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Florida lawmakers move closer to gambling deal

Editorial: Vote ‘yes’ to retain state Supreme Court, 4th DCA judges


Palm Beach County voters will see three Florida Supreme Court justices and six 4th District Court of Appeal judges up for merit retention on the Nov. 8 ballot.

The Post recommends that all nine — Chief Justice Jorge Labarga, Justice Charles T. Canady and Justice Ricky Polston for the Supreme Court; Chief Judge Cory J. Ciklin, and Judges Dorian K. Damoorgian, Jonathan D. Gerber, Robert M. Gross, Spencer D. Levin and Melanie G. May on the 4th DCA — be retained.

Florida has had a long and successful policy of using merit retention elections as a democratic check on appellate court judges. The system allows voters to decide whether a sitting appellate judge should remain on the bench with a simple ballot question: “Shall Justice/Judge (name) of the _________ court be retained in office?” The system applies to all state judges on the courts of appeal, including the Florida Supreme Court.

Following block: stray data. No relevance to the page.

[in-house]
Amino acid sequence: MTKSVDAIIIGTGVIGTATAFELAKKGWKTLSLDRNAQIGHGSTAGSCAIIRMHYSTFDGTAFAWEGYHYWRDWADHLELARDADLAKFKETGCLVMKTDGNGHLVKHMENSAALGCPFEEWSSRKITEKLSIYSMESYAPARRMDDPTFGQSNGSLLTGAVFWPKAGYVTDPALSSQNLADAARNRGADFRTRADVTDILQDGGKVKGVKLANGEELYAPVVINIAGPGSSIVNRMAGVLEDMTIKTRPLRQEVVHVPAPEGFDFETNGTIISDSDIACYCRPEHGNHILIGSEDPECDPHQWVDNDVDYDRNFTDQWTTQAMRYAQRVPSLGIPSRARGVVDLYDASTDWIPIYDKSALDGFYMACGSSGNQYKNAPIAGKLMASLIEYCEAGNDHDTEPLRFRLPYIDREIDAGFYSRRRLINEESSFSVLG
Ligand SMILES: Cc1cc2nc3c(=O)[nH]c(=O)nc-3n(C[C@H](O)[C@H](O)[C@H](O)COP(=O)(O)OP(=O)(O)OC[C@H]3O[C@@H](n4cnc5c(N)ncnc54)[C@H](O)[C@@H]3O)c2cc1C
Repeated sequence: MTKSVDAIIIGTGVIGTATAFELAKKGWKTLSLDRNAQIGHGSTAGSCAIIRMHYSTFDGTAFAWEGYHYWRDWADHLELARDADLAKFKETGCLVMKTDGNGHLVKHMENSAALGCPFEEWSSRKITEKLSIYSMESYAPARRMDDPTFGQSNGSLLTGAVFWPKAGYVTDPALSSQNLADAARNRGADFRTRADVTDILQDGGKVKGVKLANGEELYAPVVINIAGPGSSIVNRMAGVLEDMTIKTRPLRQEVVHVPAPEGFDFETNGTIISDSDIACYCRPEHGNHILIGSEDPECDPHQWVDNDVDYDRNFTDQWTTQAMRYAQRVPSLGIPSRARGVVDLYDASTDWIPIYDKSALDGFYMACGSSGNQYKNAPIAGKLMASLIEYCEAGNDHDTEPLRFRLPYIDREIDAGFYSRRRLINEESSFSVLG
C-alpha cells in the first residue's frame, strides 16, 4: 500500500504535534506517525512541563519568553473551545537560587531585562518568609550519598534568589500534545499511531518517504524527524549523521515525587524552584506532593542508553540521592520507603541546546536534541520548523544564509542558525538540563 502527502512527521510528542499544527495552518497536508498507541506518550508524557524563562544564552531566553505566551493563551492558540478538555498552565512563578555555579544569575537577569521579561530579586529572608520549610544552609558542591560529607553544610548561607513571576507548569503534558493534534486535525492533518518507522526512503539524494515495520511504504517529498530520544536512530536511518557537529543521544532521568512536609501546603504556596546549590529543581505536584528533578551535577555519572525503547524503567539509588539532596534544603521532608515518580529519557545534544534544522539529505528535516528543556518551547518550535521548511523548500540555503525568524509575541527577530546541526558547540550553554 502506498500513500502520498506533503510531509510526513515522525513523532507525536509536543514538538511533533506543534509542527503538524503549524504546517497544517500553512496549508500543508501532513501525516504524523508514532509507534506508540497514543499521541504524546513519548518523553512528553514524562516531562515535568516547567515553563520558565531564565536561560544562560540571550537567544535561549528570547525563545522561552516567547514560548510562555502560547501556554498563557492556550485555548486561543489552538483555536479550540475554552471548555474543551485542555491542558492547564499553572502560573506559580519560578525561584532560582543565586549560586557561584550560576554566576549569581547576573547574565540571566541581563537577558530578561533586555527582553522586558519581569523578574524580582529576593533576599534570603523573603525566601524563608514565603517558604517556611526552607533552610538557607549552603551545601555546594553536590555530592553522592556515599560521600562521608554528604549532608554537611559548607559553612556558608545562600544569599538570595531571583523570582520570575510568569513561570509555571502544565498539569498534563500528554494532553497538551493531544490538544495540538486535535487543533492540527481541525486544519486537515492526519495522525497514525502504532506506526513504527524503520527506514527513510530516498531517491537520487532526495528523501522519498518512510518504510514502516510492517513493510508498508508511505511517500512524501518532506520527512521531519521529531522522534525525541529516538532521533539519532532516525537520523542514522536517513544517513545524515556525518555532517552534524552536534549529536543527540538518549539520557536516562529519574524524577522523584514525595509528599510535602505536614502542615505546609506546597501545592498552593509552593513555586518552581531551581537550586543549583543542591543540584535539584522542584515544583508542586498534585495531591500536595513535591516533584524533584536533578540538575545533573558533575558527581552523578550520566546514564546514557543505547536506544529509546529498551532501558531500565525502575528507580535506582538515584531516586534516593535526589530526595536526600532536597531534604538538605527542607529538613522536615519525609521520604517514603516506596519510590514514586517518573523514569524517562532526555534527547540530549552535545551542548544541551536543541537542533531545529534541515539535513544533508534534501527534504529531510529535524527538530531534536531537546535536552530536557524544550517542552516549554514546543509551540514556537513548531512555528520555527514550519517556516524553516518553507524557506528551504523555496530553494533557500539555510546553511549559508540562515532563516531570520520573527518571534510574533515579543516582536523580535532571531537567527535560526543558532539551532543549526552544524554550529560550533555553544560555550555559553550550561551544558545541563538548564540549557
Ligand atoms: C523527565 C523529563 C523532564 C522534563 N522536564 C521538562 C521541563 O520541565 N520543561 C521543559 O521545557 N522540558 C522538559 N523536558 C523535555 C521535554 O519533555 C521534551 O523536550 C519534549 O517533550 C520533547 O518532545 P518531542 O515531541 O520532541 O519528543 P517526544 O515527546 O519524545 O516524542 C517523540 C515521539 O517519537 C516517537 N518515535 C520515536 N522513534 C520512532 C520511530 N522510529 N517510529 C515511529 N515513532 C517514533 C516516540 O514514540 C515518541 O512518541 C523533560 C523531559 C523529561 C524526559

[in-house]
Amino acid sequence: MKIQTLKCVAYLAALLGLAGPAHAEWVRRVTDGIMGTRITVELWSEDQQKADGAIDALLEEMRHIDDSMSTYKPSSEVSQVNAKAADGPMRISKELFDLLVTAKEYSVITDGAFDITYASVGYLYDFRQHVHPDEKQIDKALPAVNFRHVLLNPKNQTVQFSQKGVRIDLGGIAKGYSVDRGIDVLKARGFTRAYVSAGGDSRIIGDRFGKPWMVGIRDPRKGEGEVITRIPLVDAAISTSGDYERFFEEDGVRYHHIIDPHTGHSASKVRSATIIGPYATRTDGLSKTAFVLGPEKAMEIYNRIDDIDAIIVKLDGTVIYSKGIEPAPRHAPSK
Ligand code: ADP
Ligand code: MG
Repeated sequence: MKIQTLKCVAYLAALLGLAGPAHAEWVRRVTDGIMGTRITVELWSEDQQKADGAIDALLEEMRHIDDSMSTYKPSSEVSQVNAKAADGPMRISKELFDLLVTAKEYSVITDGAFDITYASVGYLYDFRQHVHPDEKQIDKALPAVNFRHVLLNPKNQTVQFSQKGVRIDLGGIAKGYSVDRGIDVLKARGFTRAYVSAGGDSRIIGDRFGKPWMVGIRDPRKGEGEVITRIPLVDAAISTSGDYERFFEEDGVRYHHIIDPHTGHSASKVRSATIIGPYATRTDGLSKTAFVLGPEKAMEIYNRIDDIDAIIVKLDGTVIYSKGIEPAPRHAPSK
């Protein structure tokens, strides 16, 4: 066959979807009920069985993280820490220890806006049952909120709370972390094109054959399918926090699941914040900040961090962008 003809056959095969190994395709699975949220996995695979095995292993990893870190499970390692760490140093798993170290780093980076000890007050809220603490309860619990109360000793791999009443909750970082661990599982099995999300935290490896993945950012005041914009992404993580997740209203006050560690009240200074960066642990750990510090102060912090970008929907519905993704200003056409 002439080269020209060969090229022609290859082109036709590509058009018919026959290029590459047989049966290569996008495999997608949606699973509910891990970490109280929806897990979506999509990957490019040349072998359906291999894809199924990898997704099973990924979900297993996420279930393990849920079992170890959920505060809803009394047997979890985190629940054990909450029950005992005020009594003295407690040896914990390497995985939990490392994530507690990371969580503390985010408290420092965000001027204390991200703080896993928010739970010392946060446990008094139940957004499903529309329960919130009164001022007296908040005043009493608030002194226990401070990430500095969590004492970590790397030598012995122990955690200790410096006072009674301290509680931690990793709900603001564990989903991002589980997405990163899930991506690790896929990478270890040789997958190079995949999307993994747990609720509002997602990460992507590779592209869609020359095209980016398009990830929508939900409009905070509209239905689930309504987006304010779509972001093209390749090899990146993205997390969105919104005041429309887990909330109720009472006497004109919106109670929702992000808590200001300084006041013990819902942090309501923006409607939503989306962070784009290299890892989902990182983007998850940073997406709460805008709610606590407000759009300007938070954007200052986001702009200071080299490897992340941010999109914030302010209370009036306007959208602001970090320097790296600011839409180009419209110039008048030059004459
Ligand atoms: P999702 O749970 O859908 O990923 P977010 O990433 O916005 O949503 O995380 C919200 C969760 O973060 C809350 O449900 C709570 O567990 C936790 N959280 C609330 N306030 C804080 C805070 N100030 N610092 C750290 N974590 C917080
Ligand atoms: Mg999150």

The great advantage of merit retention, implemented — after a series of judicial scandals — in 1976 to make the Florida court system more professional, makes the high-level judiciary part of the democratic process. But by limiting the ballot question to issues of “merit,” the judges avoid the political pressures of testy, often negative partisan races which can destroy faith in the legitimacy and fairness of the court system.

Yes, merit retention has its critics. Some correctly point out that no Florida appellate judge or Supreme Court justice has been removed through retention elections. But the fact that voters are generally satisfied with the state judiciary should be seen as a vote for the quality of the judiciary, not a failure of the system.

A recent survey of members of the Florida Bar found that 8 of 10 bar members who had knowledge of the judges on the ballot — especially those who try cases before them — favored their retention.

The removal of a judge should not be done lightly, or easily. They are faced with many challenging cases that can call for rulings that may be polarizing or unpopular. The demands of public opinion and justice can often differ. Merit retention balances the need of the judiciary to be answerable to the people, with the need to have judges act on law instead of public opinion.

We recommend voting “yes” on your ballot to retain these appellate judges.


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